Acer rubrum

12 Nov

Acer rubrum Autumn (21/10/2013, Kew Gardens, London)

Acer rubrum Autumn (21/10/2013, Kew Gardens, London)

Position: Full sun to partial shade

Flowering period: Mid Spring

Soil: Well drained

Eventual Height: 25m

Eventual Spread: 12m

Hardiness: 4a, 4b, 5a, 5b, 6a, 6b, 7a, 7b, 8a, 8b, 9a, 9b

Family: Sapindaceae

Acer rubrum is a medium sized deciduous tree with an upright growth habit. Its variable leaves are light green on the upper surface and whitish on the underside, 3 lobed palmate with serrate margins and up to 10cm long. Its leaves become orange/ red in autumn before they fall. The twigs are reddish in colour and somewhat shiny with small lenticels. The buds are usually blunt with several loose scales, and greenish/red in colour. The pale grey bark is smooth when young, becoming darker and cracking into slightly raised long plates with age. Its trunk of this tree may achieve a diameter of up to 50cm. Its flowers are generally unisexual, with male and female flowers appearing in separate sessile clusters. The flowers are red with 5 small petals and a 5 lobed calyx borne in hanging clusters, usually at the twig tips. The fruit is a double samara and up to 25mm long. They are borne on long slender stems and are variable in colour from light brown to a reddish hue. 

Acer rubrum Autumn Leaf (21/10/2013, Kew Gardens, London)

Acer rubrum Autumn Leaf (21/10/2013, Kew Gardens, London)

Acer rubrum, commonly known as the Red Maple or Soft Maple, is one of the most common and widespread deciduous trees of eastern North America. This tree can be found growing in swamps, dry soils and most anywhere in between and grows well from sea level to about 900 m. Acer rubrum seldom lives longer than 150 years. It reaches maturity around at the age of 70 – 80 years. It is used on a small scale commercially for the production of Maple syrup. It was introduced into the UK in 1656 and shortly thereafter it was widely cultivated.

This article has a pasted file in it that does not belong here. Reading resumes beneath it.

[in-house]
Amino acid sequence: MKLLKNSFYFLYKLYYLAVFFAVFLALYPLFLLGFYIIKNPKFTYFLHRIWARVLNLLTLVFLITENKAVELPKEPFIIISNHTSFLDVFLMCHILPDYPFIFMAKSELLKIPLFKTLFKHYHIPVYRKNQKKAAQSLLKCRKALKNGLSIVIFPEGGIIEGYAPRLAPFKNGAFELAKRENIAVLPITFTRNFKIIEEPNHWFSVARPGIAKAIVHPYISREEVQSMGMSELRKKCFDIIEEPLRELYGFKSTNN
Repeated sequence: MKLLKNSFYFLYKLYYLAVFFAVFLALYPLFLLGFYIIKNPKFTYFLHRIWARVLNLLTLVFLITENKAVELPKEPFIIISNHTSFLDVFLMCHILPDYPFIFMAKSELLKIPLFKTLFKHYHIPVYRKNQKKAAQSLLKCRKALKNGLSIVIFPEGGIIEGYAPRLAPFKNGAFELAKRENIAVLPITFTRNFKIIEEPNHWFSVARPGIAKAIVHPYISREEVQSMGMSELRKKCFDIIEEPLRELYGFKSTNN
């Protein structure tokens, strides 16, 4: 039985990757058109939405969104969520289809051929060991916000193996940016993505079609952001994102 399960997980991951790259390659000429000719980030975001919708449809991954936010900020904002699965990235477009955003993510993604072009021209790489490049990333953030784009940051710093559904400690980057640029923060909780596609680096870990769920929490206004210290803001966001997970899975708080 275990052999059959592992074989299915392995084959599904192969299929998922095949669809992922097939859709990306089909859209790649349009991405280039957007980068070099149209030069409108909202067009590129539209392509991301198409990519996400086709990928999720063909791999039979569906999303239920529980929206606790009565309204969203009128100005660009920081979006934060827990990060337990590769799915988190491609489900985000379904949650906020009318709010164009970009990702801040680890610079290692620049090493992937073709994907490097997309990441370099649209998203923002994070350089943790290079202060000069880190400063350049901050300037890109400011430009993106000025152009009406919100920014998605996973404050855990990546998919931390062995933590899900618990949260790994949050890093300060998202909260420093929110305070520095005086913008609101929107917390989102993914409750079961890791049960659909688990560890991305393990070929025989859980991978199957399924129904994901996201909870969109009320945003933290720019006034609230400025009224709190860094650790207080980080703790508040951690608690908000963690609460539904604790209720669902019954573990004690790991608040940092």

Acer rubrum flower (11/03/2012, Kew, London)

Acer rubrum flower (11/03/2012, Kew, London)

The etymological root of the binomial name Acer is derived from the classical Latin name for the Maple. Rubrum is derived from the Latin rubra meaning ‘red’, referring to the flowers, petioles, twigs and seed the autumn colour of this tree.

The landscape architect may find Acer rubrum useful as an attractive specimen tree with fantastic autumn leaf colour and is suitable for a parkland setting. It is particularly useful in damp sites and is tolerant of urban pollution.

Ecologically, Acer rubrum flowers are attractive to Lepidoptera and the seeds are eaten by a variety of mammals.

The variety Acer rubrum ‘October Glory’ has been awarded the prestigious Royal Horticultural Societies annual Award of Garden Merit in 1993.

Acer rubrum Autumn Bark (21/10/2013, Kew Gardens, London)

Acer rubrum Autumn Bark (21/10/2013, Kew Gardens, London)

Acer rubrum will tolerate most soil types and pH. It will tolerate a wide variety of soil moisture content, including poorly drained.

Acer rubrum requires little maintenance.

Davis Landscape Architecture

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2 Responses to “Acer rubrum”

  1. robert 15/03/2013 at 02:13 #

    that is not an acer rubrum but a liquidambar styraciflua

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